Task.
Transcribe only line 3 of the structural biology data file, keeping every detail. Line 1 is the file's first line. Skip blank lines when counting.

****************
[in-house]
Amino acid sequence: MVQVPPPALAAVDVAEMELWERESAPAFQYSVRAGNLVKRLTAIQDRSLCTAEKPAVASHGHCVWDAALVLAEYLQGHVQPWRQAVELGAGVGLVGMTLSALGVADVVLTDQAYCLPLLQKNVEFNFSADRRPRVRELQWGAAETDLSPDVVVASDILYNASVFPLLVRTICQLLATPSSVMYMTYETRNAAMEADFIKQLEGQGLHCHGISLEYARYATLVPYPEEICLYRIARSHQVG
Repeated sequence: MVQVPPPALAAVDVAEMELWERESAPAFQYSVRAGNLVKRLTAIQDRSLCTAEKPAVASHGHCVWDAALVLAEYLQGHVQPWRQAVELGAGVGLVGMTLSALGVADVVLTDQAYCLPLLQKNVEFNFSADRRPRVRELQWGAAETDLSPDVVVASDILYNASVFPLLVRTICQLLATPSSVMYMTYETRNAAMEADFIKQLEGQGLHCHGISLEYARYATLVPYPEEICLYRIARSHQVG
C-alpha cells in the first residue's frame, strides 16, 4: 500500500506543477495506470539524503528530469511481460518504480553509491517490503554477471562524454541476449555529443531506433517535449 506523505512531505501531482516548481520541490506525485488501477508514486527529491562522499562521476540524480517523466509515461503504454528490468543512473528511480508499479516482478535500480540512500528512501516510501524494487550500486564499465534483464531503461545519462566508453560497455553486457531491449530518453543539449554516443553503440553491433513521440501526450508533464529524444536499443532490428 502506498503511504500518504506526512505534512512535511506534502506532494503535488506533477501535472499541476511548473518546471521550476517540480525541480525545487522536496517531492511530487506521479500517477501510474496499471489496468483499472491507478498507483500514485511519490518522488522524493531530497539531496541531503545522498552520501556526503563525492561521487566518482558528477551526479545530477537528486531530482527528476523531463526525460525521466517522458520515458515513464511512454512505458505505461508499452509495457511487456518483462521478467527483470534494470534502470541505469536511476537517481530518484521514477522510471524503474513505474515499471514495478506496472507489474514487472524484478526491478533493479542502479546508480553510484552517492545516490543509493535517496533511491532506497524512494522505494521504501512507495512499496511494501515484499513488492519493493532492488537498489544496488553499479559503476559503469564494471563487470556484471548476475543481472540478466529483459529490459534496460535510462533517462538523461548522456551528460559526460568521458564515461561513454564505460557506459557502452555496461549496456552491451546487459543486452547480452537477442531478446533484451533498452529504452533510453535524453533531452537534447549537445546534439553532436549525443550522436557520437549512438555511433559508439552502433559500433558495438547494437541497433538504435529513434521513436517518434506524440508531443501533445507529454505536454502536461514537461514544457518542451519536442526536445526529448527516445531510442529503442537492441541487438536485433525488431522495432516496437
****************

Repeated sequence: MVQVPPPALAAVDVAEMELWERESAPAFQYSVRAGNLVKRLTAIQDRSLCTAEKPAVASHGHCVWDAALVLAEYLQGHVQPWRQAVELGAGVGLVGMTLSALGVADVVLTDQAYCLPLLQKNVEFNFSADRRPRVRELQWGAAETDLSPDVVVASDILYNASVFPLLVRTICQLLATPSSVMYMTYETRNAAMEADFIKQLEGQGLHCHGISLEYARYATLVPYPEEICLYRIARSHQVG